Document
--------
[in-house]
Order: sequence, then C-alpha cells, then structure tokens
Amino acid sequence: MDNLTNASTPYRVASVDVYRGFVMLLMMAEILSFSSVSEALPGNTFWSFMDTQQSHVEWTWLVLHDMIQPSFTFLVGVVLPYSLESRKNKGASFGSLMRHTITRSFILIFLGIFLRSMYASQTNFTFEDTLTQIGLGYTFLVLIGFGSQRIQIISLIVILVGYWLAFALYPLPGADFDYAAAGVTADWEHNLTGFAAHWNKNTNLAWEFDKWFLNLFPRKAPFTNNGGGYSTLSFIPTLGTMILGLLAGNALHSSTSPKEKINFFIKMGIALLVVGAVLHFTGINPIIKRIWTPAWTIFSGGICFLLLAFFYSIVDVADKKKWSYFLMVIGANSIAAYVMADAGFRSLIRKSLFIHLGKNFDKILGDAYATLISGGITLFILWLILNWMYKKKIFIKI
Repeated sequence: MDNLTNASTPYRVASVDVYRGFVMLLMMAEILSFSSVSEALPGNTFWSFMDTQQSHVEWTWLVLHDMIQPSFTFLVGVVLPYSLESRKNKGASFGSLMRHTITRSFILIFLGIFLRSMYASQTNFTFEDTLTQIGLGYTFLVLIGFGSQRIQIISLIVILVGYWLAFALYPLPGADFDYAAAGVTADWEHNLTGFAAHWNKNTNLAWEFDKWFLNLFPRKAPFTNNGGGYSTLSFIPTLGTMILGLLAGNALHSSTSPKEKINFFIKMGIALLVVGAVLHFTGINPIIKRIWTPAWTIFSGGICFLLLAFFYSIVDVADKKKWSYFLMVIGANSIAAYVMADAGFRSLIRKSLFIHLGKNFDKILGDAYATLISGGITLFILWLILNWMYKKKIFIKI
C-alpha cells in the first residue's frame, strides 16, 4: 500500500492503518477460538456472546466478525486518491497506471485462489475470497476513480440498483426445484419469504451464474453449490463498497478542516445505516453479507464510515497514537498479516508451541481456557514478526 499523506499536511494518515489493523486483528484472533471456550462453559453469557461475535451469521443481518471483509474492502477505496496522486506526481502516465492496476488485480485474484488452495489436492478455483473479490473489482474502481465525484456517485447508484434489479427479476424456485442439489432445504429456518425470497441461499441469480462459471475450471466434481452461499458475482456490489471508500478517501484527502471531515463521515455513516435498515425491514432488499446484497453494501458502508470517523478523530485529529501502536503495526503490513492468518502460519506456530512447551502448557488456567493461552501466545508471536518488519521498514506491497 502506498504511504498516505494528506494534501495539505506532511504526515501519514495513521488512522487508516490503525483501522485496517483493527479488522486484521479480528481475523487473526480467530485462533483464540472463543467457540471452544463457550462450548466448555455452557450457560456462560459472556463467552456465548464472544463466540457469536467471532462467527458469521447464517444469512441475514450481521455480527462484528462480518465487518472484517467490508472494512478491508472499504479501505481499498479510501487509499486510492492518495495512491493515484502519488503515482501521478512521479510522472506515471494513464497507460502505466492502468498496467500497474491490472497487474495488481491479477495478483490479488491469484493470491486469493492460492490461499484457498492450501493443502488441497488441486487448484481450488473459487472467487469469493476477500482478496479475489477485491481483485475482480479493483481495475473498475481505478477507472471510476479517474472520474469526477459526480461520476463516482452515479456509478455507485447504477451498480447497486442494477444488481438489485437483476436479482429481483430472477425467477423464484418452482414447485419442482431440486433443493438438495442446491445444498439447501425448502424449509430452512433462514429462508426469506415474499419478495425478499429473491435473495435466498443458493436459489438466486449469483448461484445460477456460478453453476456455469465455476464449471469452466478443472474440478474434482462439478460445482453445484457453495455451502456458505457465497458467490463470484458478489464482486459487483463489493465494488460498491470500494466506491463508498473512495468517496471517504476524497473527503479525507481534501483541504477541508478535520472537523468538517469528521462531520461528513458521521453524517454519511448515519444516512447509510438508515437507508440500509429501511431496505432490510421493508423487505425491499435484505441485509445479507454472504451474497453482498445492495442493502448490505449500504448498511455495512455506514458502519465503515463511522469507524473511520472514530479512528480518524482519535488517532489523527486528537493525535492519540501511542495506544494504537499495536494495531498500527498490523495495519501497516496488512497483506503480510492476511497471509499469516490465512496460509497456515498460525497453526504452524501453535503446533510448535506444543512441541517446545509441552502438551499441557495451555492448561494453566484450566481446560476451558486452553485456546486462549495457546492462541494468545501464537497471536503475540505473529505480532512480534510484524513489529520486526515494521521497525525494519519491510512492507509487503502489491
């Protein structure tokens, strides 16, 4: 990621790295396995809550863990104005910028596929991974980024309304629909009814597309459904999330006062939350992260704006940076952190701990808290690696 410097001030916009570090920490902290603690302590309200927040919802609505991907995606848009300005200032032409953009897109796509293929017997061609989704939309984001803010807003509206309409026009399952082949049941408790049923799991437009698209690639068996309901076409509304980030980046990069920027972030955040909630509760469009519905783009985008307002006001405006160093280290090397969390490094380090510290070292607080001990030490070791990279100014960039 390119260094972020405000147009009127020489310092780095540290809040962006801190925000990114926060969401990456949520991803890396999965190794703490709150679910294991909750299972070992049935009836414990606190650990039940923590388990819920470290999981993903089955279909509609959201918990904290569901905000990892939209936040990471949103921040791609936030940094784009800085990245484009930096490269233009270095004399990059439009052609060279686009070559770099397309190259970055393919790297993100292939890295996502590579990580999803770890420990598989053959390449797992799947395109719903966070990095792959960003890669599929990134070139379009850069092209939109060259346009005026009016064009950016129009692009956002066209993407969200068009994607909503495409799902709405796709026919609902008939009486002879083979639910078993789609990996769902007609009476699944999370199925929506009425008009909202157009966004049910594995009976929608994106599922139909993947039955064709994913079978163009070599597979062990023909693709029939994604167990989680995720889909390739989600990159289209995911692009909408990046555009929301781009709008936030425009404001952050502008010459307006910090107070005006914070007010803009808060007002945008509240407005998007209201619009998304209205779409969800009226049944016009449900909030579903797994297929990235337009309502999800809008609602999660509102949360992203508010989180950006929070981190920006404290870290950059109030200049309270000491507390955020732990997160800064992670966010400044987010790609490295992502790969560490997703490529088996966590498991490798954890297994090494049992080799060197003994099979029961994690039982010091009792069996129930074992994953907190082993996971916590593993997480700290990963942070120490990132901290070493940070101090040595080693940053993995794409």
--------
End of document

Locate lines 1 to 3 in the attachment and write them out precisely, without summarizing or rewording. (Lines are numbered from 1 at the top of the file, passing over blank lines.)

[in-house]
Order: sequence, then C-alpha cells, then structure tokens
Amino acid sequence: MDNLTNASTPYRVASVDVYRGFVMLLMMAEILSFSSVSEALPGNTFWSFMDTQQSHVEWTWLVLHDMIQPSFTFLVGVVLPYSLESRKNKGASFGSLMRHTITRSFILIFLGIFLRSMYASQTNFTFEDTLTQIGLGYTFLVLIGFGSQRIQIISLIVILVGYWLAFALYPLPGADFDYAAAGVTADWEHNLTGFAAHWNKNTNLAWEFDKWFLNLFPRKAPFTNNGGGYSTLSFIPTLGTMILGLLAGNALHSSTSPKEKINFFIKMGIALLVVGAVLHFTGINPIIKRIWTPAWTIFSGGICFLLLAFFYSIVDVADKKKWSYFLMVIGANSIAAYVMADAGFRSLIRKSLFIHLGKNFDKILGDAYATLISGGITLFILWLILNWMYKKKIFIKI